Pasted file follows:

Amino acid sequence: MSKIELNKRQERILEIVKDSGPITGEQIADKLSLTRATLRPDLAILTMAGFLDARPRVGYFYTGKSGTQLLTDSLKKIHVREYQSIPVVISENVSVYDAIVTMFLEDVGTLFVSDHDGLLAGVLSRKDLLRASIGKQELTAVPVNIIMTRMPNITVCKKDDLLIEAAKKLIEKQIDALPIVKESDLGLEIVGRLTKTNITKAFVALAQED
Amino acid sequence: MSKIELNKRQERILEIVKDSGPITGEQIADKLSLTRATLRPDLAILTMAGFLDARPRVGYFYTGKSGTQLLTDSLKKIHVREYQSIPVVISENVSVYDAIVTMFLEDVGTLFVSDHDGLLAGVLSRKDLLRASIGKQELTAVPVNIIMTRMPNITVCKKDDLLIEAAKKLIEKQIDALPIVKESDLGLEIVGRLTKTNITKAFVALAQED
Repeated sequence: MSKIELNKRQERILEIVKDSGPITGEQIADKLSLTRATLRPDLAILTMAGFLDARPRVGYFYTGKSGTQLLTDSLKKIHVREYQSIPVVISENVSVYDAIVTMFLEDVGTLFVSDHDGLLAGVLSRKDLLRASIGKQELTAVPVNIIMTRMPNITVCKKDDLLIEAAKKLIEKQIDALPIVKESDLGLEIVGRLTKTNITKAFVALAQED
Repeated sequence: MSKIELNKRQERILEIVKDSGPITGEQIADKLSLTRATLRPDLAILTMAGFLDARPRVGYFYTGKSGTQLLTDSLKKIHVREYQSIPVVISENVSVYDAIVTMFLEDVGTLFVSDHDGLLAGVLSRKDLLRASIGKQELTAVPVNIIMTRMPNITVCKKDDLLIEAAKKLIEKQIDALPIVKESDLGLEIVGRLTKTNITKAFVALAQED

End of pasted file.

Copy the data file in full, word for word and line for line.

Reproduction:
Amino acid sequence: MSKIELNKRQERILEIVKDSGPITGEQIADKLSLTRATLRPDLAILTMAGFLDARPRVGYFYTGKSGTQLLTDSLKKIHVREYQSIPVVISENVSVYDAIVTMFLEDVGTLFVSDHDGLLAGVLSRKDLLRASIGKQELTAVPVNIIMTRMPNITVCKKDDLLIEAAKKLIEKQIDALPIVKESDLGLEIVGRLTKTNITKAFVALAQED
Amino acid sequence: MSKIELNKRQERILEIVKDSGPITGEQIADKLSLTRATLRPDLAILTMAGFLDARPRVGYFYTGKSGTQLLTDSLKKIHVREYQSIPVVISENVSVYDAIVTMFLEDVGTLFVSDHDGLLAGVLSRKDLLRASIGKQELTAVPVNIIMTRMPNITVCKKDDLLIEAAKKLIEKQIDALPIVKESDLGLEIVGRLTKTNITKAFVALAQED
Repeated sequence: MSKIELNKRQERILEIVKDSGPITGEQIADKLSLTRATLRPDLAILTMAGFLDARPRVGYFYTGKSGTQLLTDSLKKIHVREYQSIPVVISENVSVYDAIVTMFLEDVGTLFVSDHDGLLAGVLSRKDLLRASIGKQELTAVPVNIIMTRMPNITVCKKDDLLIEAAKKLIEKQIDALPIVKESDLGLEIVGRLTKTNITKAFVALAQED
Repeated sequence: MSKIELNKRQERILEIVKDSGPITGEQIADKLSLTRATLRPDLAILTMAGFLDARPRVGYFYTGKSGTQLLTDSLKKIHVREYQSIPVVISENVSVYDAIVTMFLEDVGTLFVSDHDGLLAGVLSRKDLLRASIGKQELTAVPVNIIMTRMPNITVCKKDDLLIEAAKKLIEKQIDALPIVKESDLGLEIVGRLTKTNITKAFVALAQED